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Publication Details

Brevetoxin in blood, biological fluids, and tissues of sea turtles naturally exposed to Karenia brevis blooms in Central West Florida

Author(s): Fauquier, D.A.; L.J. Flewelling; J. Maucher; C.A. Manire; V. Socha; M.J. Kinsel; B.A. Stacy; M. Henry; J. Gannon; J.S. Ramsdell; J.H. Landsberg

NCCOS Center: CCEHBR (http://coastalscience.noaa.gov/about/centers/ccehbr)

Publication Type: Journal Article

Journal Title: Journal of Zoo and Wildlife Medicine

Date of Publication: 2013

Reference Information: 44(2): 364-375

Keywords: Caretta caretta; harmful algal bloom; Karenia brevis; red tide; sea turtle; toxin

Abstract: In 2005 and 2006, the central west Florida coast experienced two intense Karenia brevis red tide events lasting from February 2005 through December 2005 and August 2006 through December 2006. Strandings of sea turtles were increased in the study area with 318 turtles (n ¼ 174, 2005; n ¼ 144, 2006) stranding between 1 January 2005 and 31 December 2006 compared to the 12-yr average of 43 6 23 turtles. Live turtles (n ¼ 61) admitted for rehabilitation showed clinical signs including unresponsiveness, paresis, and circling. Testing of biological fluids and tissues for the presence of brevetoxin activity by enzyme-linked immunosorbent assay found toxin present in 93% (52 of 56) of live stranded sea turtles, and 98% (42 of 43) of dead stranded sea turtles tested. Serial plasma samples were taken from several live sea turtles during rehabilitation and toxin was cleared from the blood within 5–80 days postadmit depending upon the species tested. Among dead animals the highest brevetoxin levels were found in feces, stomach contents, and liver. The lack of significant pathological findings in the majority of animals necropsied supports toxin-related mortality.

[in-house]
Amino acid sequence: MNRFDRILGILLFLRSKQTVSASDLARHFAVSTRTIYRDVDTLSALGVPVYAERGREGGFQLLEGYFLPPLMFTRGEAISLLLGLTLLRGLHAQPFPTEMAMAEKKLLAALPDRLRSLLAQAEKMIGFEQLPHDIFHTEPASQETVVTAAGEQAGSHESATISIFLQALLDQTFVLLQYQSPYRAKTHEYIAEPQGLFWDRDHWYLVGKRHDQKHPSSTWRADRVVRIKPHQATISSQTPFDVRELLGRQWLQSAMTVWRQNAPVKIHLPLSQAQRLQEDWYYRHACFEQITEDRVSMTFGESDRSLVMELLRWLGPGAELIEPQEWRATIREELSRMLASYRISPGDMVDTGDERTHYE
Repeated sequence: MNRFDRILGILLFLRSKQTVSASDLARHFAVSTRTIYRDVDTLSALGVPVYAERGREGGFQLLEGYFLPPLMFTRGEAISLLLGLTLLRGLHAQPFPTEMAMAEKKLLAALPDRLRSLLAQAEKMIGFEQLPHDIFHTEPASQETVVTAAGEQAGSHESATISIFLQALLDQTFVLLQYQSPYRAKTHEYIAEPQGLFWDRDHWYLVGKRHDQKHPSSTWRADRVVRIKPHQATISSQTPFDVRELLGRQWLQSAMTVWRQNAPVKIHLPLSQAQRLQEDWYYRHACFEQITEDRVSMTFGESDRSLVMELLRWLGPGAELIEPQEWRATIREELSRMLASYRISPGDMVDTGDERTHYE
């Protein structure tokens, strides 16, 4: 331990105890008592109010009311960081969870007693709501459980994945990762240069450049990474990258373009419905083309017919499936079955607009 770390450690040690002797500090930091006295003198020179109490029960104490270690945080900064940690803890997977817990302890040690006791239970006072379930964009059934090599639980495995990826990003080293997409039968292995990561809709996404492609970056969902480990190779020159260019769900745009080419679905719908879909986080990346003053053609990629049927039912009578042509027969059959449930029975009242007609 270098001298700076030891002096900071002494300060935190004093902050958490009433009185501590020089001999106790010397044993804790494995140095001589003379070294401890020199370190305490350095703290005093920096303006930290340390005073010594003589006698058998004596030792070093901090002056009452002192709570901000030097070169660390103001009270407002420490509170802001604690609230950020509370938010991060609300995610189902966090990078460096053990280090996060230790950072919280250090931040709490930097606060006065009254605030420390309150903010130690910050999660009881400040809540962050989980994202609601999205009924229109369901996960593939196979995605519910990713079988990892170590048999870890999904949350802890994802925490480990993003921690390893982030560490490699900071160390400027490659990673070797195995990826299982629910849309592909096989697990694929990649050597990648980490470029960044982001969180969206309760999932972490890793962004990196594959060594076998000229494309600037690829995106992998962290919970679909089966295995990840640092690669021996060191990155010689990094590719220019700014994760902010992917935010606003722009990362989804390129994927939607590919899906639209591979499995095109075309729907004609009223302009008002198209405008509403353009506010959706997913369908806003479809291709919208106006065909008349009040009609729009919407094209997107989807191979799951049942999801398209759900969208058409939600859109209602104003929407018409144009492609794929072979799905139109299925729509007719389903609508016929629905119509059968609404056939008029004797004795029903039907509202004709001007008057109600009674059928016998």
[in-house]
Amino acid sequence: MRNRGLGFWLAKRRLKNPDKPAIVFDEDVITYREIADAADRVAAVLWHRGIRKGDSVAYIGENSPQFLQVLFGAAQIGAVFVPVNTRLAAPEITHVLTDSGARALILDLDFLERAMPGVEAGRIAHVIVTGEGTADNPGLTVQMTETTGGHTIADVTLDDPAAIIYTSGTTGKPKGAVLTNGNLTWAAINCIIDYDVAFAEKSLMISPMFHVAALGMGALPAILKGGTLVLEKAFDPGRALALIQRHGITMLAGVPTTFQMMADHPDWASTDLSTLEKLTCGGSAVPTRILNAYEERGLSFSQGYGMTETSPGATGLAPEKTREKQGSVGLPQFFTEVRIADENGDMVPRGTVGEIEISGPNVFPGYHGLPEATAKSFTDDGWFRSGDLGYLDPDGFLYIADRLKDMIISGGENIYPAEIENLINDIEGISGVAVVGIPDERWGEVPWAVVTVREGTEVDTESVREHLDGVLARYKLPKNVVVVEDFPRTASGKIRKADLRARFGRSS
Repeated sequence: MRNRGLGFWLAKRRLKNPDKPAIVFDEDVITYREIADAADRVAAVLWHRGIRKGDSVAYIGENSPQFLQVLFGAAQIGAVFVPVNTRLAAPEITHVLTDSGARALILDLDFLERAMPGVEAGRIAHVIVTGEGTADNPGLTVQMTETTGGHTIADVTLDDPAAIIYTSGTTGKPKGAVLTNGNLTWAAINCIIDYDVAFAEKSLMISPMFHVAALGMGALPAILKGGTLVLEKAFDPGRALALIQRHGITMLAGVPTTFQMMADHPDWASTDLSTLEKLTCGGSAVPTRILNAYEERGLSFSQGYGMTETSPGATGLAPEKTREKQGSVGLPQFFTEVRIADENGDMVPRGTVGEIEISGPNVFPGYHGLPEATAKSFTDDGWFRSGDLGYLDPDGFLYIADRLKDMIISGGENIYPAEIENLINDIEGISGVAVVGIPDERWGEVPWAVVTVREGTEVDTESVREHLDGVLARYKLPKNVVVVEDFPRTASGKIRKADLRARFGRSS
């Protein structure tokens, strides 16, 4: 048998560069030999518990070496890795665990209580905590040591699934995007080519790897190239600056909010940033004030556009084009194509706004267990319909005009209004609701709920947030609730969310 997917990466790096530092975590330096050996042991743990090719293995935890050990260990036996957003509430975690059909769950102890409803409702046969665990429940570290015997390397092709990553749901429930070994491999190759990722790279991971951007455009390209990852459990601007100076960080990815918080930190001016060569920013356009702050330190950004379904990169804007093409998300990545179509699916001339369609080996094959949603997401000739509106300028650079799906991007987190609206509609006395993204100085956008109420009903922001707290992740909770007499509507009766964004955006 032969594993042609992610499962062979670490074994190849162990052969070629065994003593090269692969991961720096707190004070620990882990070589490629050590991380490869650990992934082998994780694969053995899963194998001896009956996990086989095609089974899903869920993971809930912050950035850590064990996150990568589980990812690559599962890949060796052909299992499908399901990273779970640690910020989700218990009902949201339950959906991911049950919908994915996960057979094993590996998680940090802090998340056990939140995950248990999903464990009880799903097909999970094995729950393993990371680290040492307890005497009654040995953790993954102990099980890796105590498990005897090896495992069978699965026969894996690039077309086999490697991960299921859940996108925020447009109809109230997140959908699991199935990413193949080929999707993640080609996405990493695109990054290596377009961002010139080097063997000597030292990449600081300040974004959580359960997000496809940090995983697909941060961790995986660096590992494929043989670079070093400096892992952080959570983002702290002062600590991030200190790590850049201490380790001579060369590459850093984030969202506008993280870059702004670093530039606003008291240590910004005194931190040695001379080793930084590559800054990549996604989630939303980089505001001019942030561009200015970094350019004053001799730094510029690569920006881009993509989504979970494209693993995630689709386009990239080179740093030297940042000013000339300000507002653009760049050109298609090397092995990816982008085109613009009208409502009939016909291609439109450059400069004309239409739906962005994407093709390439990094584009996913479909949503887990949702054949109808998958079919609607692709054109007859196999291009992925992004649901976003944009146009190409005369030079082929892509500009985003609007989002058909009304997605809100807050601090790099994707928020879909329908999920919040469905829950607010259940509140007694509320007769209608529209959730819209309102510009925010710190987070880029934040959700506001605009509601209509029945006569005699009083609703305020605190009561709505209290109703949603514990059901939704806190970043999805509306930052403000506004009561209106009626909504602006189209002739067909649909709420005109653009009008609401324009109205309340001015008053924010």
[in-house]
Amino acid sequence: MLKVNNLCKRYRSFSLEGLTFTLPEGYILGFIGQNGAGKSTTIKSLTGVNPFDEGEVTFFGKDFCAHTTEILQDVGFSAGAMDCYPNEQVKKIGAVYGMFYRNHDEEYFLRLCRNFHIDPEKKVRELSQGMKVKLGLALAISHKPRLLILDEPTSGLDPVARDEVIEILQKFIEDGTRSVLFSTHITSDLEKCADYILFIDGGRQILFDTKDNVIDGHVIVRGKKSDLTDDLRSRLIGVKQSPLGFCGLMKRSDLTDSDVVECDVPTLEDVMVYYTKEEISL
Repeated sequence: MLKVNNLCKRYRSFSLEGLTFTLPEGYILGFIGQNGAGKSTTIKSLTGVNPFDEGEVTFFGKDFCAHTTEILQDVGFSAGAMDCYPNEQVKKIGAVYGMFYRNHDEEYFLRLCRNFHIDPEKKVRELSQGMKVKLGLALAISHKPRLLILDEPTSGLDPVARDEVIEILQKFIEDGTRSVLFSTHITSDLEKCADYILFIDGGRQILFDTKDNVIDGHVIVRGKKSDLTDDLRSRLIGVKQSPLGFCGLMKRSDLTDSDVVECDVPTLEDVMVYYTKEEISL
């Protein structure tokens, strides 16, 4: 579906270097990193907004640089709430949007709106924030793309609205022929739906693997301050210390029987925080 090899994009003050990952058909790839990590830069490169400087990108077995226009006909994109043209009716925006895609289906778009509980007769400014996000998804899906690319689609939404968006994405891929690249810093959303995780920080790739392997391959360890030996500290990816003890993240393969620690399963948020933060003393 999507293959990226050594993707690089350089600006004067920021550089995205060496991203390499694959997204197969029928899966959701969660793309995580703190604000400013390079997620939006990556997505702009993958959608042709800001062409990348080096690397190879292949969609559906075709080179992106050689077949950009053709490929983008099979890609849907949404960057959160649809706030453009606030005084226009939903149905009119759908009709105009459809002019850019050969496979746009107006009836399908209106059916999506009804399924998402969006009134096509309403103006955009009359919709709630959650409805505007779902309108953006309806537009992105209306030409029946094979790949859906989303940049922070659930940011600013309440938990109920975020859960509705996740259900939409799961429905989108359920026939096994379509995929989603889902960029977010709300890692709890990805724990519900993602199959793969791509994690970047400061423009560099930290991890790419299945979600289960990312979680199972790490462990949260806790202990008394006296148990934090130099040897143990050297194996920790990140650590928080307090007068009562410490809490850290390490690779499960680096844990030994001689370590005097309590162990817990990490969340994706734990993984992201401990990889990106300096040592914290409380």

Availability: Jennifer.Maucher@noaa.gov